Finding Common Ground in the Community

Corey Henderson, Video Editor and Skateboarder, shares his experiences skateboarding in Europe. He also has some great points and ideas about making room for skateboarding in public spaces.

Corey has been been skateboarding for 17 years. I’m happy to share his thoughts in our first blog!
–M. Sylvia Castle CAS web editor

I grew up in Oak Park. I really liked watching skateboarding videos filmed overseas. It’s two things I love…skateboarding and film. In Europe, skateboarding is more accepted in public spaces. I wanted to share what I’ve seen and also share a vision.


While a student at Columbia College here in Chicago, I had the opportunity to visit the legendary city of Barcelona. I got to study abroad and to skateboard for 4 months. I have been back and forth many times over the past 5 years.

I was surprised to see the Barcelona Museum of Contemporary Art (MACBA), allows skateboarding in part of plaza while the museum is open! Also, when the museum is closed, you’ re allowed to skateboard around the entire plaza until 9PM.

Security is there to make sure things don’t out of hand. The police arrive to close the park at closing. Anyone who lingers gets a small ($15-30) ticket. The neighbors have to sleep!

The skaters respect the security guards and the pedestrians. The skaters value their resource and keep the place clean. They also knew if skateboarders didn’t treat the place, pedestrians, security and each other with respect, the privilege of skating in plaza would be gone.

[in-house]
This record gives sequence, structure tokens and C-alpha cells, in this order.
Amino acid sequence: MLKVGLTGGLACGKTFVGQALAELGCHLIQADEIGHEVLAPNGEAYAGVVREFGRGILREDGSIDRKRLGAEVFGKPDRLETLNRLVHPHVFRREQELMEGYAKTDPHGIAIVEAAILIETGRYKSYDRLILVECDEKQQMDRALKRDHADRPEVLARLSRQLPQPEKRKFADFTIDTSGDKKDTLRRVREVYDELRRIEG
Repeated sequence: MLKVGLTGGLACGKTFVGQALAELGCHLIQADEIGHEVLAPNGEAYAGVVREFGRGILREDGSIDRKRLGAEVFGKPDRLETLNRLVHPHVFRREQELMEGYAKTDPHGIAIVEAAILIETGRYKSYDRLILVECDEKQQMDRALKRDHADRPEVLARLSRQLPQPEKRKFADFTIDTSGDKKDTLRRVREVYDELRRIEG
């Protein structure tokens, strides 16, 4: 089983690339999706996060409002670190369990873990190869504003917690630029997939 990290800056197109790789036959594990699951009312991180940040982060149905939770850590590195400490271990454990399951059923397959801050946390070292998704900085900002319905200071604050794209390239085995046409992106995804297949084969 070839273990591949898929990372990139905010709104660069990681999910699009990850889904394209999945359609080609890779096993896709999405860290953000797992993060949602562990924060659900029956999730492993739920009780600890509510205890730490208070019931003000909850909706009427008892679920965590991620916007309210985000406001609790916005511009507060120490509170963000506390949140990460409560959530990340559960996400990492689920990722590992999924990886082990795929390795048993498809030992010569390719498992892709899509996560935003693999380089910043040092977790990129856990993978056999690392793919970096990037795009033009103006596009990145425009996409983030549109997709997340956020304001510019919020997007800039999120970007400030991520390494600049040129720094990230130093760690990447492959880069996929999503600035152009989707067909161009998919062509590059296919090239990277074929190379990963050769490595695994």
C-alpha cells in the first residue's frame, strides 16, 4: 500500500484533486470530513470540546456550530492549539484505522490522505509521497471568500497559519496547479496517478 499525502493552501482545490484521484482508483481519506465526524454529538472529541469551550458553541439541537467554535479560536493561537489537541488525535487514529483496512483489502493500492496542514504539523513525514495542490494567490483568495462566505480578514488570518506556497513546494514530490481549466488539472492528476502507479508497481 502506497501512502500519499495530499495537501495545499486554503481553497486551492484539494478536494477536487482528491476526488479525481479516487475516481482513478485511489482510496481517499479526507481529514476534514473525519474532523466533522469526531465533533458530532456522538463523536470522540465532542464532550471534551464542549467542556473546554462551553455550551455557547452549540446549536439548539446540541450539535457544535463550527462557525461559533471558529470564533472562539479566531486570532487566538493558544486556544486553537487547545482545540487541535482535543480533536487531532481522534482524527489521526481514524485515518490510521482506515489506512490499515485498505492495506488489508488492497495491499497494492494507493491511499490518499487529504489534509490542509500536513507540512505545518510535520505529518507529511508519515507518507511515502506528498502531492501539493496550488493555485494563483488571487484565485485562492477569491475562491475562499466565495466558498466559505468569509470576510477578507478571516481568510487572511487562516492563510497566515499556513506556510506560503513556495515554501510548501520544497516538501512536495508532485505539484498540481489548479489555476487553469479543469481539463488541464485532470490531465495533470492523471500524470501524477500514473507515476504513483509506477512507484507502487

It is this simple and civil solution that creates an amazing space where timeless memories and friendships are made. You can also see some of the best skateboard maneuvers on the planet. Skateboarding, people lingering in the park, and some of the world’s most important works of contemporary art co-exist in this space.

I have visited France, too. Paris welcomes skateboarding in a thoughtful and encouraging way. In 2013 the city eliminated the awful roundabout that encircled the Plaza Republique. The goal was to create a pedestrian friendly plaza.  Paris integrated skateboarding obstacles, and lots of open smooth space. Copenhagen and Berlin are also skateboard destinations.